Tuesday, September 07, 2010

Another WFA 2/e Review

I received the following comments from Allen Wheeler (a Systems Engineer with Troll Systems) today via email, and with his permission, I wanted to share his comments with you:

I just wanted to tell you how impressed I am with how thoroughly you cover the methods covered in your book. Usually when I pick up a book like this I’m prepared for more questions than when I started but that’s not the case with Windows Forensic Analysis. It’s elegantly worded and easy to follow which is hard to find when it comes to technical books. I read for about 8 hours straight yesterday on a trip back from the east coast and I still didn’t want to put it down. As a long time Windows user, you’ve helped fill in a lot of blanks and I feel like I’ll have a lot more flexibility and power by employing many of your tools and techniques as a Systems Engineer who spends a lot of time in this OS. Thank you!

Allen also posted a review of WFA 2/e on Amazon. Thanks, Allen, for your words, and for feeling led to reach out and share your thoughts, not just with me, but with others!

3 comments:

Mister Reiner said...

With such a glowing review - and the others, looks like I'm going to have to buy this book now! LOL

Mister Reiner said...

I'm half-way though chapter 3 and I'm loving the book thus far. It's bringing back some fond memories - lol.

The book is extremely well-written. Definitely beyond my expectations. If someone hasn't done Windows forensics before, the detailed explanations of how and why to do things, and the examples, will increase their knowledge by leaps and bounds.

I'm jotting down my thoughts as I'm going through each chapter, which I'll send to you after I'm done reading the book. I'm sure you've probably thought about all of these things, but I'll send them to you anyway.

I have a few questions and comments at this time if you don't mind:

Have you spent much time doing network forensics? How about content/executable reassembly from non-encrypted/encrypted packets?

I'm thinking that a companion book on networks forensics specifically for Windows forensics will address some of the issues you raise with respect to live forensics, post shutdown forensics and post activity forensics. I'm really a big advocate of full-time packet capture systems at the perimeter and interior of a network. Network session playback forensics is an awesome capability with respect to piecing together missing pieces of the puzzle.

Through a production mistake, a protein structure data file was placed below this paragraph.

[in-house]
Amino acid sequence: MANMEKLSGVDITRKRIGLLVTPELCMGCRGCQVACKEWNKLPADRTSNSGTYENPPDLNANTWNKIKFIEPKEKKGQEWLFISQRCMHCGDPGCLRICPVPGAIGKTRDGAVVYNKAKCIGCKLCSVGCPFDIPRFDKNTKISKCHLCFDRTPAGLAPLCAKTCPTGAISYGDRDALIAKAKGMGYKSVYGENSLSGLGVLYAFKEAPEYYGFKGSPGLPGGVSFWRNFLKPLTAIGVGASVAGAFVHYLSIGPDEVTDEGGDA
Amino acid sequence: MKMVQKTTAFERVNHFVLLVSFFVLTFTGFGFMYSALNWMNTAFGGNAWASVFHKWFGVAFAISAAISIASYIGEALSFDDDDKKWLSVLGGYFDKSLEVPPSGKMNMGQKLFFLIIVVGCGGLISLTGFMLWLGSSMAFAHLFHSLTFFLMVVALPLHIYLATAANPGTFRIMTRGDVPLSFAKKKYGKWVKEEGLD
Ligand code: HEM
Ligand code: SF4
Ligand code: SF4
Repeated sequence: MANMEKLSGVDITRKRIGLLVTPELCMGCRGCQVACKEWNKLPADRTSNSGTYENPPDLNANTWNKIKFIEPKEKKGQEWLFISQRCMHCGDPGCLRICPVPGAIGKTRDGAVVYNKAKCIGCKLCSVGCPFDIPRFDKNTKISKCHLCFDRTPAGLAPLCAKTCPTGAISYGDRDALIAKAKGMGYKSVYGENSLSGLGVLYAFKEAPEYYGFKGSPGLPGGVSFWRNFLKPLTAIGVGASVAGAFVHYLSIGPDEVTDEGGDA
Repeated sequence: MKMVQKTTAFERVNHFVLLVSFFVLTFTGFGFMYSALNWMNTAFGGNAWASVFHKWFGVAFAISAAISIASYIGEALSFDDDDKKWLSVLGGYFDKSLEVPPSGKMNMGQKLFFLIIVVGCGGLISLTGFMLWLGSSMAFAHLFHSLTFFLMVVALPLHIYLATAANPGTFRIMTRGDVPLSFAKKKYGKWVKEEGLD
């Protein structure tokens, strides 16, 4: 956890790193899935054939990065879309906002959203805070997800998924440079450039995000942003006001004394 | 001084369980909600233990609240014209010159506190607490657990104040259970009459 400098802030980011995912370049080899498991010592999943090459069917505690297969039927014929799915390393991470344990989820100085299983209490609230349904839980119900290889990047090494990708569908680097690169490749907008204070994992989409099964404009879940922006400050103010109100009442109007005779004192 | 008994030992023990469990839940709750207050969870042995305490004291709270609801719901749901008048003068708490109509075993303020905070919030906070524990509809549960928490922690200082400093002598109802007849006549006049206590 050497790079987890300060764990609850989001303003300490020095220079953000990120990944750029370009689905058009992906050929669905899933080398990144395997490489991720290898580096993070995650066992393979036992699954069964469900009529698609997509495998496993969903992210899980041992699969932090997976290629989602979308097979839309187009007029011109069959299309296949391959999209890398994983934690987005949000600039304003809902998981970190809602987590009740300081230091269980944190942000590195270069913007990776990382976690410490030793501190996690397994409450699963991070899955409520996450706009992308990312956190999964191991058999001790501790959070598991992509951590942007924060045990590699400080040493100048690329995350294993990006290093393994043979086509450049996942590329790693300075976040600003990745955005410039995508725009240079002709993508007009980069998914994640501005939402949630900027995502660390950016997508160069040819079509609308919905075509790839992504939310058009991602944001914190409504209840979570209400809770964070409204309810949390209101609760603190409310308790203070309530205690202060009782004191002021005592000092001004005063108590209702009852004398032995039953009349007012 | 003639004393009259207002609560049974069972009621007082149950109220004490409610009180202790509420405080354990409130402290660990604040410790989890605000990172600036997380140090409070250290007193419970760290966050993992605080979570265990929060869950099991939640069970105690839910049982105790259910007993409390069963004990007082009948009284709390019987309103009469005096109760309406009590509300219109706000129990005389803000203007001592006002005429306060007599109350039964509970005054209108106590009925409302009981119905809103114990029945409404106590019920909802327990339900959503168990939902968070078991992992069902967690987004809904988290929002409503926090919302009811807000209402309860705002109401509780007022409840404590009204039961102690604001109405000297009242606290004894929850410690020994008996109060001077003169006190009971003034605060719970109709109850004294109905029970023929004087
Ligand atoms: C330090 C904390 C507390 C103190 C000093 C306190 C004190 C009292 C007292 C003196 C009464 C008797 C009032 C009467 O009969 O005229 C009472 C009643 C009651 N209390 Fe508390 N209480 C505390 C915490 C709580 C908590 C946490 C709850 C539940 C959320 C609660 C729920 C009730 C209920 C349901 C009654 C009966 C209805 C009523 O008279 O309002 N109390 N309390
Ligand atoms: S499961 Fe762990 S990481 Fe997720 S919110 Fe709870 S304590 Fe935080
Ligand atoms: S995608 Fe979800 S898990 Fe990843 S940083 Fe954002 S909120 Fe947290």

Have you given some thought to writing a guide to forensics preparedness?

Given that compromise is inevitable, there are a lot of "after the incident has occurred forensic gotchas" that people can avoid if they knew how to properly instrument themselves in the first place. One example that comes to mind is a bank that has a multi-server Web load sharing setup, such that if a compromise is suspected, they can move that server off to the side in isolation (no new connections), while the other servers take care of the servicing customers.

Anyway...

Good job on the book. I'm looking forward to reading the rest of it.

Cheers :)

Keydet89 said...

Have you spent much time doing network forensics?

Yes, some...but it's not often that I have had an opportunity to use it in conjunction with disk forensics. Most of the cases I've dealt with since 2002 have been after-the-incident cases...in fact, for 3 1/2 years on the IBM ISS team, none of the engagements I worked involved packet captures of any kind. In all (and I mean ALL) cases, we received a call b/c a customer had received a call, and had been compromised for some time...anywhere from 3 months to 2 yrs. I worked an engagement recently where we were able show signs of compromise going back over a year and a half.

Have you given some thought to writing a guide to forensics preparedness?

Yes, but I'm not sure how well received it would be. I'm aware of folks who are selling forensic preparedness as a service, and from what I'm being told, the business isn't doing as well as it could/should. The simple fact seems to be that most organizations simply do not want to invest the time, effort and resources into incident preparedness, and seem to be content to hear from guys like me, "we couldn't determine that b/c you didn't have logging enabled, nor did you have a firewall that was logging..."

That just seems to be how it is.

Thanks for your comments. I'll be happy to answer any other questions you may have.